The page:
Goodguys Del Mar PHR Street Machine Autocross - The Homestretch
Muscle cars were gunning for all the glory at our fifth and final PHR Street Machine Autocross in Del Mar, California
From the April, 2012 issue of Popular Hot Rodding
By Johnny Hunkins
Photography by Johnny Hunkins
In 2011, Popular Hot Rodding magazine joined forces with the Goodguys Rod & Custom Association to sponsor five action-filled muscle car autocross events at Fort Worth, Texas; Nashville; Columbus, Ohio; Indianapolis; and Del Mar, California. As you probably know, Goodguys already operates their Street Machine Autocross at most of their events—at least at the venues that are large enough to handle such an activity, but we decided to make a few of them even more special.
For the PHR Street Machine autocross, any domestic car with a domestic powerplant built between 1955 and 1972 can compete as long as they are entered in the Goodguys car show. Most of the autocross circuits are at least 30 seconds in duration, and some of them—like the ones at Indy and Del Mar—can approach a minute in length. The goal is to run the fastest lap through the tight track without knocking over any cones. The competitor with the quickest lap time wins a custom-embroidered PHR Street Machine Autocross winner’s jacket.
Goodguys also has separate classes for street rods, trucks, and vendors, but all of them run intermixed during the same sessions. Typically, over the course of a three-day event, there will be five autocross sessions: two on Friday (9 a.m. to noon, 1 p.m. to 4 p.m.), two on Saturday (9 a.m. to noon, 1 p.m. to 4 p.m.), and one long one on Sunday (9 a.m. to 2 p.m.). Another cool thing Goodguys added for 2011, which they plan to continue for 2012, is the Super Sunday Get-Together. This Sunday-only program allows all cars, including late-models of any year, into the car show and autocross. We think it’s overdue, and we applaud Goodguys for doing it.
The Fall Del Mar Nationals was held Thanksgiving weekend—November 25-27, 2011—at the Del Mar Fairgrounds in Del Mar, California. It was the last of five PHR-sponsored Goodguys autocross events for 2011, and Mary Pozzi of Salinas, California, won the last PHR jacket by posting the lowest lap time with her LS2-powered ’72 Camaro. Pozzi’s winning lap of 50.274 seconds had the crowd against the fence as she deftly slid and sliced her way through the cone forest. Pozzi joins Brian Finch (two times), Mike Maier, and Mark Rife as PHR Street Machine Autocross winners in 2011. Congrats to all four winners for their incredible building, tuning, and driving skills!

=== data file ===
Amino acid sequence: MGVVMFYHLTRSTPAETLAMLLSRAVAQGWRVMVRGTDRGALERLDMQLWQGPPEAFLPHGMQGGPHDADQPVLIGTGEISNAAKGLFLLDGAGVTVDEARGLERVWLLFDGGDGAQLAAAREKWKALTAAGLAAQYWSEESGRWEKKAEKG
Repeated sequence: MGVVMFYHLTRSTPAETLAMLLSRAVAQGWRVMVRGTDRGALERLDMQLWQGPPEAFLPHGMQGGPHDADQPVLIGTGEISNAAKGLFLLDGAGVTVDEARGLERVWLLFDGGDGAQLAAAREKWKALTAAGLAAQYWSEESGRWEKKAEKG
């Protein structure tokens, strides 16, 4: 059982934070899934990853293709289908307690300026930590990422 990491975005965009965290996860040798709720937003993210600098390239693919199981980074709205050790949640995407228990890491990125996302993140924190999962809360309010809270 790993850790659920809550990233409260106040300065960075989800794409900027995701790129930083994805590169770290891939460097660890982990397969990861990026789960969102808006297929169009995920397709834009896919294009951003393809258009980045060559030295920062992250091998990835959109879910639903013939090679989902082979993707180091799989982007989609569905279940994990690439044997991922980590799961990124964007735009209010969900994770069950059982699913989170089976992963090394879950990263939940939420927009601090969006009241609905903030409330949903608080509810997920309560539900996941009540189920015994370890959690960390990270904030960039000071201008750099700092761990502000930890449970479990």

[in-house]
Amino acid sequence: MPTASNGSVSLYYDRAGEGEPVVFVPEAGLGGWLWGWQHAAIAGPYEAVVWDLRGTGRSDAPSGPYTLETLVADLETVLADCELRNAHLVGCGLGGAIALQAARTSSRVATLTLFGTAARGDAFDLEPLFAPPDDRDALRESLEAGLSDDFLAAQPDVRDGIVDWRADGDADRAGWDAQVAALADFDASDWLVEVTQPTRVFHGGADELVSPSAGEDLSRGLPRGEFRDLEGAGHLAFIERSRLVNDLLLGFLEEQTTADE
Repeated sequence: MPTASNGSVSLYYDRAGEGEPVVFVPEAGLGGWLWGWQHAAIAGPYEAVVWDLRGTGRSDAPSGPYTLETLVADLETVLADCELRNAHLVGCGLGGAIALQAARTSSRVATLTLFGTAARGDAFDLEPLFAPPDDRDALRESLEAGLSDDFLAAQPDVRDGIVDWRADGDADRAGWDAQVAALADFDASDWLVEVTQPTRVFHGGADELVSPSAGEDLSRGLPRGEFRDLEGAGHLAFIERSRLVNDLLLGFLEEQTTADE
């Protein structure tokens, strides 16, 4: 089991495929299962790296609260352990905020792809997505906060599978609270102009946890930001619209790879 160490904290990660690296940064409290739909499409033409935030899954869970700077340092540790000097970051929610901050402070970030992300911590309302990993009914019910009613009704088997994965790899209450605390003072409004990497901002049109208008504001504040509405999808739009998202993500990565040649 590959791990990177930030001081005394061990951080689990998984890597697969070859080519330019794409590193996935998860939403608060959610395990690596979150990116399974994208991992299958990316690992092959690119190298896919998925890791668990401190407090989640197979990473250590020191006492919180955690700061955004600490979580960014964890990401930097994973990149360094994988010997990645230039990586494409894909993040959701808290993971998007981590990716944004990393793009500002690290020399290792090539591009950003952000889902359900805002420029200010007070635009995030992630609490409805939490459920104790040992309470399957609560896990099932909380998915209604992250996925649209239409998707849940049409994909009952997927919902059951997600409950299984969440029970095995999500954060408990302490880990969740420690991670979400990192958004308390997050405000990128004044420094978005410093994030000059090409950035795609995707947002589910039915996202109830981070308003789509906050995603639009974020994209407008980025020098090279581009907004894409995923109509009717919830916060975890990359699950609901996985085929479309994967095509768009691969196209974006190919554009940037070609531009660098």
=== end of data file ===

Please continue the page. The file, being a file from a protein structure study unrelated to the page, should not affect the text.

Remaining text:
This ’66 Mustang GT fastback...
This ’66 Mustang GT fastback has been in Ron Scholz’s family since it was new, but that doesn’t mean he’s going to pamper it—especially since it’s got a 427ci Dart-based Windsor under the hood, coupled to a five-speed Tremec. With a complete Global West suspension on it, the only thing holding it back are those itsy-bitsy BFG 15-inch baloneys.
Nicknamed the “crew cab Chevelle”...
Nicknamed the “crew cab Chevelle” by autocross announcer Chad Reynolds, Dick Eytchison’s ’65 Malibu has got to be the coolest more-door muscle car on the planet. Loaded with a 383 small-block crate motor, a TKO 600 trans, Hotchkis suspension, and Baer brakes, Eytchison drove the homebuilt A-body all the way from Cortez, Colorado, finished Ninth with a 53.445-second lap, then drove it all the way home.
It was refreshing to see so...
It was refreshing to see so many Mustangs at Del Mar—we hope it’s a growing trend for next year. Richard Trujillo (Oceanside, California) is a regular at the Del Mar Goodguys autocross, and his satin black ’69 Mustang coupe is always looking good. Trujillo’s budget 302-powered notchback finished remarkably well with a 55.094-second lap—besting the mega-dollar Trans Am of TV star Bill Goldberg. The mostly stock pony has a small COMP cam, Edelbrock intake, Holley carb, KYB shocks, an Explorer 8.8-inch rear, Coys 17-inch wheels, Global West subframe connectors, Power Stop rotors, EBC pads, and some cut springs.